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Open Access Editorial

An interview with David H Farb, Section Editor for Basic Pharmacology

David H Farb

Author Affiliations

Department of Pharmacology and Experimental Therapeutics, Laboratory of Molecular Neurobiology, Boston University School of Medicine, Boston, MA, 02118, USA

BMC Pharmacology and Toxicology 2013, 14:42  doi:10.1186/2050-6511-14-42

The electronic version of this article is the complete one and can be found online at: http://www.biomedcentral.com/2050-6511/14/42


Received:16 August 2013
Accepted:16 August 2013
Published:30 August 2013

© 2013 Farb; licensee BioMed Central Ltd.

This is an Open Access article distributed under the terms of the Creative Commons Attribution License (http://creativecommons.org/licenses/by/2.0), which permits unrestricted use, distribution, and reproduction in any medium, provided the original work is properly cited.

Editorial

David H Farb is Professor and Chair of the Department of Pharmacology and Experimental Therapeutics at Boston University School of Medicine. Dr. Farb is Principal Investigator and Director of the Laboratory of Molecular Neurobiology and Director of the university-wide NIGMS training program in Biomolecular Pharmacology. A renowned neuropharmacologist, his research integrates existing electrophysiological, behavioral, pharmacological, and molecular genetics technologies in a novel systems-level platform to establish a molecular dissection of spatial memory. In this interview we find out a little more about the key issues in this field of research.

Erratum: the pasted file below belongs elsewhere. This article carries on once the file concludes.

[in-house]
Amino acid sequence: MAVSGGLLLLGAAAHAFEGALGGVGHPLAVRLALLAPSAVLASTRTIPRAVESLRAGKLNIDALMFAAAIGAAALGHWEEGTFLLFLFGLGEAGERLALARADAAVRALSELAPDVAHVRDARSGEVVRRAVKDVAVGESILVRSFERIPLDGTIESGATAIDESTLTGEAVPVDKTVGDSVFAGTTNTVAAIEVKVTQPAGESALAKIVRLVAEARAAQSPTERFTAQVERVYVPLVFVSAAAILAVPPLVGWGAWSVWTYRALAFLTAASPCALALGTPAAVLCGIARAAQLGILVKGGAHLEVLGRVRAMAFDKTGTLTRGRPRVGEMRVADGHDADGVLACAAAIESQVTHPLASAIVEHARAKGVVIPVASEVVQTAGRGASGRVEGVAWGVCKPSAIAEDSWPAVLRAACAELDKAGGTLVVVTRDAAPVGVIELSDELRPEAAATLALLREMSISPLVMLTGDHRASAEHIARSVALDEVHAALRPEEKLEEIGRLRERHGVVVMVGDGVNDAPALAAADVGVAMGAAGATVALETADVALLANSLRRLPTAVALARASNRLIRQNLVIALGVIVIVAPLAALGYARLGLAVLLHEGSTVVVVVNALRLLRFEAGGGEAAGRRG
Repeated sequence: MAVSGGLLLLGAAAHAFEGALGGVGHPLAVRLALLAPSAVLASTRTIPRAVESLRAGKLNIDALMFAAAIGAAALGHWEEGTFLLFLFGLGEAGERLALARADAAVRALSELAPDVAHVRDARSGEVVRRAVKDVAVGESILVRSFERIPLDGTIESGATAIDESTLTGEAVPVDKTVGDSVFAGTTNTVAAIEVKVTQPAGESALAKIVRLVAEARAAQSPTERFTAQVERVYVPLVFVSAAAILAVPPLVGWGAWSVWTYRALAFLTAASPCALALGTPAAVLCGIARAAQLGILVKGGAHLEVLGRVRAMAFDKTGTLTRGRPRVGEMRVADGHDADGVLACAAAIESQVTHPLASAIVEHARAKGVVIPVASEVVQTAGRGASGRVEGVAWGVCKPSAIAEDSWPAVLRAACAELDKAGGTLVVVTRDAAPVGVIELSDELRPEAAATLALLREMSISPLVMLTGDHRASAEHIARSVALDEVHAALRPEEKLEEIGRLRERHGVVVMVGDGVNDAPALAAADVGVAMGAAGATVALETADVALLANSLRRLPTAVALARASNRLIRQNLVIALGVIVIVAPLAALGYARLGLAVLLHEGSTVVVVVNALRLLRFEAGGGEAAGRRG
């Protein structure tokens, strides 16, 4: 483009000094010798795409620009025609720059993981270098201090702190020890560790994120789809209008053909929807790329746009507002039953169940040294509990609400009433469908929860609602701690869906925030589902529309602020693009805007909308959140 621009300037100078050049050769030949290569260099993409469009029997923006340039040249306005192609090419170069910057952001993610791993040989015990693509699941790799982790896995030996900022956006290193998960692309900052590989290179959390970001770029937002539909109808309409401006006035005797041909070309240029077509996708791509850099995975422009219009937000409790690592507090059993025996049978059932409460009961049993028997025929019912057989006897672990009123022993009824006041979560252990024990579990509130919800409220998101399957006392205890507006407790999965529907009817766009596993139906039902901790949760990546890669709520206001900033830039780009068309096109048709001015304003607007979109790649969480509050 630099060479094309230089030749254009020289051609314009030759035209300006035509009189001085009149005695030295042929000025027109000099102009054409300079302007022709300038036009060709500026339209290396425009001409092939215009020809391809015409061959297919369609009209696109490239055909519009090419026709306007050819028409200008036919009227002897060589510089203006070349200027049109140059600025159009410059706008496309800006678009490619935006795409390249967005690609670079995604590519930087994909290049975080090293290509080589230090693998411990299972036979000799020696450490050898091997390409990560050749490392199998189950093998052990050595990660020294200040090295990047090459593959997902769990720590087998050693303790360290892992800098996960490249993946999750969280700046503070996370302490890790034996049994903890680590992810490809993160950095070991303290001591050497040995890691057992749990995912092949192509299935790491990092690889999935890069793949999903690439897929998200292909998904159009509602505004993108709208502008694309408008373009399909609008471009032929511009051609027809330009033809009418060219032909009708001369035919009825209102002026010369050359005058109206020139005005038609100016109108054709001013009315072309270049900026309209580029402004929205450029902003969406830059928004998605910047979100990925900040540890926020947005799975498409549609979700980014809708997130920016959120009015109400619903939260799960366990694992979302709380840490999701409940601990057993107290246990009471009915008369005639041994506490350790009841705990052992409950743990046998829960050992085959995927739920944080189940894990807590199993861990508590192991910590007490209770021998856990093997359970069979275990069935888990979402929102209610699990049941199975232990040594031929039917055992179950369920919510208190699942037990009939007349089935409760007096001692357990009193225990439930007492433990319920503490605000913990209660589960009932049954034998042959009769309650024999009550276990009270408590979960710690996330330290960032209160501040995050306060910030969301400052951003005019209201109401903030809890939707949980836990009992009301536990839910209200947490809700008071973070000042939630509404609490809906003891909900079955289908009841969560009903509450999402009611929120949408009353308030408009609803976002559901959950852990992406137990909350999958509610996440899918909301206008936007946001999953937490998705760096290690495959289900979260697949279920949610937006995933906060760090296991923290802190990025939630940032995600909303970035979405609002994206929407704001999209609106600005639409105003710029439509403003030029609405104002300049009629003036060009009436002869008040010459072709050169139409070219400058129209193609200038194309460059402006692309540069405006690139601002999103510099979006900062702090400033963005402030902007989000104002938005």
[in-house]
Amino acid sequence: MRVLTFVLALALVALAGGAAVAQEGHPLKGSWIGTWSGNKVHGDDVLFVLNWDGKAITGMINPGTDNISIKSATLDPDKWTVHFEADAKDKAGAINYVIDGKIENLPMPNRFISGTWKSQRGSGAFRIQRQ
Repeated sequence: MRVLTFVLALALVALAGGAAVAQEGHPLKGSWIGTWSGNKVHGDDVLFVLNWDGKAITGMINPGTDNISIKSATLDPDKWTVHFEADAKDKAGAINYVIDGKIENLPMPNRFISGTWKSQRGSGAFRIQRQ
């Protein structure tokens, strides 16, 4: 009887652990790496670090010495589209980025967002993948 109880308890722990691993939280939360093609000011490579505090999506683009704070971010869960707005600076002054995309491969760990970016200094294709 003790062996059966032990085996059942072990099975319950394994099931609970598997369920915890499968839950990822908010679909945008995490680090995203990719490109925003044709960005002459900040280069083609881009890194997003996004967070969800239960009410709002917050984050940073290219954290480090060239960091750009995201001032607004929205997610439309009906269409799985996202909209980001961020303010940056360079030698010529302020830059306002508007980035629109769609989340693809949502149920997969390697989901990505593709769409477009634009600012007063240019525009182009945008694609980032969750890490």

Could you tell us about the career path that led you to your current position and research interests?

I suppose anxiety was one of the early motivators in my career; more specifically, the study of the role of GABAA receptors in the development of anxiety disorders, ranging from generalized anxiety to post-traumatic stress. As a post-doctoral fellow, I worked with then MD/PhD student Dennis W. Choi and Gerald D. Fischbach in the Department of Pharmacology at Harvard Medical School to uncover the cellular mechanisms of action of benzodiazepines-the class of agents that serve not only as anxiolytics, but sedative hypnotics and anticonvulsants as well. We showed that benzodiazepines act by positive allosteric modulation of GABAA receptors [1], and we provided the first measurement of the synthesis, degradation and turnover of a neurotransmitter receptor in the central nervous system [2]. My research today continues to be primarily focused on the discovery and development of neuromodulators as therapeutic agents, and on the structure, function, and cellular dynamics of ion channels and receptors in the brain and spinal cord [3]. For example, we have shown that the endogenous neuroactive steroid pregnenolone sulfate, which is formed from cholesterol via sulfotransferase action on pregnenolone, creates a branch point for activation of an allosteric modulator of NMDA and non-NMDA glutamate receptor function [4]. We have recently reported that this unique sulfated steroid can stimulate the trafficking of functional NMDA receptors to the cell surface via a non-canonical G-protein and Ca++-dependent mechanism, a finding that may further the development of treatments not only for schizophrenia, but also for other conditions associated with malfunctioning NMDA receptors, such as age-related decreases in memory and learning ability [5].

What are your aspirations for the ‘Basic Pharmacology’ section of BMC Pharmacology and Toxicology?